Sheryl Crow released a song Friday that’s not exactly new. “Redemption Day” was originally released in 1996 on her multi-platinum self-titled album. But for the Nashville-based Grammy winner, the song has new meaning and new weight, thanks to the voice of an old friend: Johnny Cash.
And Crow tells WPLN, it’s the first song to be released on what she thinks will be her final album.
Crow’s original 1996 recording came in the form of a train song, a chugalong track with an ascendant chorus. Crow says she wrote the song after taking a trip to war-torn Bosnia and seeing news reports about the Rwandan genocide.
Johnny Cash covered “Redemption Day” shortly before he died, and it was released on a posthumous compilation. Sheryl Crow first used the Cash recording live on a tour in 2014 with her band.
“We did it once and we just could not believe. It was like an audible gasp in the audience and people with tears welling up in their eyes,” she recalls. “But it really wasn’t until I was making this record, and taking into consideration where we are at now as a country and, you know, as a civilization, that I felt like this is the time to actually release a version of the two of us.”
While Crowe says the original meaning of the song hasn’t changed, her perspective has. And she now sees it as a way to show the horrors of war through the eyes of a child.
“I’m a mom. I’ve got two small children, 8 and 11. … I’m really conscious every day of what my children are exposed to. And some of that I can control, and some of it I can’t.
“You know for me to constantly be drilling down on the fact that the truth does matter, and we don’t lie and that we treat everybody with love and compassion, is somewhat cancelled out by gadgets and by 24-hour news. And, you know, how people are so divided now.
“So, it seemed like a very apropos time to release the song particularly with the weight of Johnny’s vocal on it.”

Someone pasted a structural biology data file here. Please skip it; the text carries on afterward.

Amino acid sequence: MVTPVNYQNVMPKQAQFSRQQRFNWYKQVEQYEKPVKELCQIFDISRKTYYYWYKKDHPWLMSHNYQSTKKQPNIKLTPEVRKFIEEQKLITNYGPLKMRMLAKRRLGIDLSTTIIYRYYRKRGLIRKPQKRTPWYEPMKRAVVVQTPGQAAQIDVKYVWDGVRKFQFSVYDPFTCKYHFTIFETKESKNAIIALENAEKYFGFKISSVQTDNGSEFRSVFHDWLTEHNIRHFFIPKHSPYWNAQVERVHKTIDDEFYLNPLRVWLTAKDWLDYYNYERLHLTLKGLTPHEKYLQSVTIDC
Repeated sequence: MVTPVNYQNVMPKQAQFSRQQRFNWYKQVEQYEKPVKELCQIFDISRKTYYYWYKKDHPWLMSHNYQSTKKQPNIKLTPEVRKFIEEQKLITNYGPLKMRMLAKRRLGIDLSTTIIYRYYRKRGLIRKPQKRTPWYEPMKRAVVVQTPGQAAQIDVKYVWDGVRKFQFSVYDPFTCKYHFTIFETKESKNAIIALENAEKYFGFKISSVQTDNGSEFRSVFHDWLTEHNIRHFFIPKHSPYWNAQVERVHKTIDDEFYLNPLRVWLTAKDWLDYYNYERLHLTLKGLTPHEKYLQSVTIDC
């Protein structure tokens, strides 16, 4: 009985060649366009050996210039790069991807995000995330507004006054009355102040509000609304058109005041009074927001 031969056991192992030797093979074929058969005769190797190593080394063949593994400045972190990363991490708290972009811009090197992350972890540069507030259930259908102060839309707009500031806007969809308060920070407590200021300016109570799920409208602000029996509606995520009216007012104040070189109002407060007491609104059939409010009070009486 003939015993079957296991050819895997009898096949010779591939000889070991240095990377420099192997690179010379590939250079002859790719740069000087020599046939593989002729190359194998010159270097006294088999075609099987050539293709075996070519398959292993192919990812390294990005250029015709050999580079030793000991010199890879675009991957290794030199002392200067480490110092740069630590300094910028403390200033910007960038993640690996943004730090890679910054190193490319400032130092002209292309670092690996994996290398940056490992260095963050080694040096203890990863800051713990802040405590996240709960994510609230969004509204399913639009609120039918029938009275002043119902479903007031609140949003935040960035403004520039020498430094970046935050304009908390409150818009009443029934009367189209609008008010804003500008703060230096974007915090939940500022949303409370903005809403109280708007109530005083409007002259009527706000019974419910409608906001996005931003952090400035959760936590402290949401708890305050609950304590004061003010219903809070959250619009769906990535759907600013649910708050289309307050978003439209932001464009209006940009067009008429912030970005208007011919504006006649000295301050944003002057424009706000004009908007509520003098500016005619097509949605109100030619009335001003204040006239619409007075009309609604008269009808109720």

Sheryl Crow met Johnny Cash early in her career, but it was a chance meeting Johnny’s wife, June Carter, that really connected her to the Cash family. The two struck up what would be a lifelong friendship, with Crow being asked to sing at June Carter’s funeral.
“After June passed, Johnny’s son-in-law called me and said, ‘I’ve given your song “Redemption Day” to Johnny, and he loves it and wants to record it.’ And he proceeded to ask me a lot of questions — Johnny did — about what certain lyrics meant, and then he told me it would be the cornerstone of his new record and he felt it was such an important, timely song to put out. And then he passed away a few weeks later.
“And when it came time to make this record of all the people that I’ve loved and who have inspired me, he was at the forefront of those people.”
Sheryl Crow’s new album is called
Threads, and it pulls together a string of fellow artists including a mutual friend of Crow and Cash: Kris Kristofferson. Crow decided to make this album a purely collaborative effort, after witnessing Kristofferson struggle with memory issues.
“All these people that are on the record have been inspirations to me and for me. And I also made sure to invite the people that are inspiring me now … these people that carry the mantle into the future, that will be writing the songs that matter for future generations.
That said, Crow believes this will be the last time she puts out an album.
“It takes a lot of time and money and energy to create a fully artistic statement with a beginning, a middle and end. And, you know, you hope you have a song that lands on a playlist somewhere. People just don’t listen to albums anymore. So I feel like this is a good one to go out on.
“And in the future, when I write something I feel like needs to be put out, we’ll just put it out. We won’t wait to make a whole album.”